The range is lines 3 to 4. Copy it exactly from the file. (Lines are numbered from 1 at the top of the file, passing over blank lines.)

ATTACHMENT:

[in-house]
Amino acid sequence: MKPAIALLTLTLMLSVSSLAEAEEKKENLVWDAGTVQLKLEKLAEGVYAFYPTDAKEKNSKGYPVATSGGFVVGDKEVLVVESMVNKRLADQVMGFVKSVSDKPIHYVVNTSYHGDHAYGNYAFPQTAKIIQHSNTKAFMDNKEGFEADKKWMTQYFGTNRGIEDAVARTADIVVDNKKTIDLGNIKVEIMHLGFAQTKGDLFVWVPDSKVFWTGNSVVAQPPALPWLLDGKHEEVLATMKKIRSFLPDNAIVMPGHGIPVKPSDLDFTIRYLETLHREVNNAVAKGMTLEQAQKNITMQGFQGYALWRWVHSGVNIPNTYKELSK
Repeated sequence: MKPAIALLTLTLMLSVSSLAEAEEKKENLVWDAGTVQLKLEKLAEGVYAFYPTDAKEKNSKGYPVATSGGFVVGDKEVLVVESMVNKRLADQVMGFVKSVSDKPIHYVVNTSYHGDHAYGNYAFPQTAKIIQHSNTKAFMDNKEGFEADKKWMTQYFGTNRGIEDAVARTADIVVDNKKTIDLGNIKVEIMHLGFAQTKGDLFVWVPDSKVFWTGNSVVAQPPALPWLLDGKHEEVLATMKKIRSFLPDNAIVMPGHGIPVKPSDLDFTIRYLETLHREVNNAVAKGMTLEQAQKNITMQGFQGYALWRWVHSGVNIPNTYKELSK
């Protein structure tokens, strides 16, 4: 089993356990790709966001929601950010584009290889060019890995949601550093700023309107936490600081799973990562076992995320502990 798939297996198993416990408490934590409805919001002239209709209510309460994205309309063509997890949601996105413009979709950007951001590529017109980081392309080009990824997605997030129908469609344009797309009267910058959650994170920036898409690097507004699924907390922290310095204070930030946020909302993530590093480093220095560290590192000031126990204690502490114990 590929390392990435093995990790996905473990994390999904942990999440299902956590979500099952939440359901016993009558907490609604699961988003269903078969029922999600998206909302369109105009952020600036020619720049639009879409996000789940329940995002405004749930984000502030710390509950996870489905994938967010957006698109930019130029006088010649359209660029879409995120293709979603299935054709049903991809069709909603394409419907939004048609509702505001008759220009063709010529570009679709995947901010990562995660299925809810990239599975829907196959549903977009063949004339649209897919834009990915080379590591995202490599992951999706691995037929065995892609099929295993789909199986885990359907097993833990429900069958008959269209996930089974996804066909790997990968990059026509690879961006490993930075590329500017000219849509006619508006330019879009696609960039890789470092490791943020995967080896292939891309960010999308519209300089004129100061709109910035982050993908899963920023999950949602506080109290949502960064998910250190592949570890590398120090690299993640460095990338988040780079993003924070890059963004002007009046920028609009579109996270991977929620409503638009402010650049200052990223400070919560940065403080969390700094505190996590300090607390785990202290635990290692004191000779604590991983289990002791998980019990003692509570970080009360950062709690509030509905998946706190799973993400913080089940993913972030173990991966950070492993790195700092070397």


Repeated sequence: MKPAIALLTLTLMLSVSSLAEAEEKKENLVWDAGTVQLKLEKLAEGVYAFYPTDAKEKNSKGYPVATSGGFVVGDKEVLVVESMVNKRLADQVMGFVKSVSDKPIHYVVNTSYHGDHAYGNYAFPQTAKIIQHSNTKAFMDNKEGFEADKKWMTQYFGTNRGIEDAVARTADIVVDNKKTIDLGNIKVEIMHLGFAQTKGDLFVWVPDSKVFWTGNSVVAQPPALPWLLDGKHEEVLATMKKIRSFLPDNAIVMPGHGIPVKPSDLDFTIRYLETLHREVNNAVAKGMTLEQAQKNITMQGFQGYALWRWVHSGVNIPNTYKELSK
């Protein structure tokens, strides 16, 4: 089993356990790709966001929601950010584009290889060019890995949601550093700023309107936490600081799973990562076992995320502990 798939297996198993416990408490934590409805919001002239209709209510309460994205309309063509997890949601996105413009979709950007951001590529017109980081392309080009990824997605997030129908469609344009797309009267910058959650994170920036898409690097507004699924907390922290310095204070930030946020909302993530590093480093220095560290590192000031126990204690502490114990 590929390392990435093995990790996905473990994390999904942990999440299902956590979500099952939440359901016993009558907490609604699961988003269903078969029922999600998206909302369109105009952020600036020619720049639009879409996000789940329940995002405004749930984000502030710390509950996870489905994938967010957006698109930019130029006088010649359209660029879409995120293709979603299935054709049903991809069709909603394409419907939004048609509702505001008759220009063709010529570009679709995947901010990562995660299925809810990239599975829907196959549903977009063949004339649209897919834009990915080379590591995202490599992951999706691995037929065995892609099929295993789909199986885990359907097993833990429900069958008959269209996930089974996804066909790997990968990059026509690879961006490993930075590329500017000219849509006619508006330019879009696609960039890789470092490791943020995967080896292939891309960010999308519209300089004129100061709109910035982050993908899963920023999950949602506080109290949502960064998910250190592949570890590398120090690299993640460095990338988040780079993003924070890059963004002007009046920028609009579109996270991977929620409503638009402010650049200052990223400070919560940065403080969390700094505190996590300090607390785990202290635990290692004191000779604590991983289990002791998980019990003692509570970080009360950062709690509030509905998946706190799973993400913080089940993913972030173990991966950070492993790195700092070397």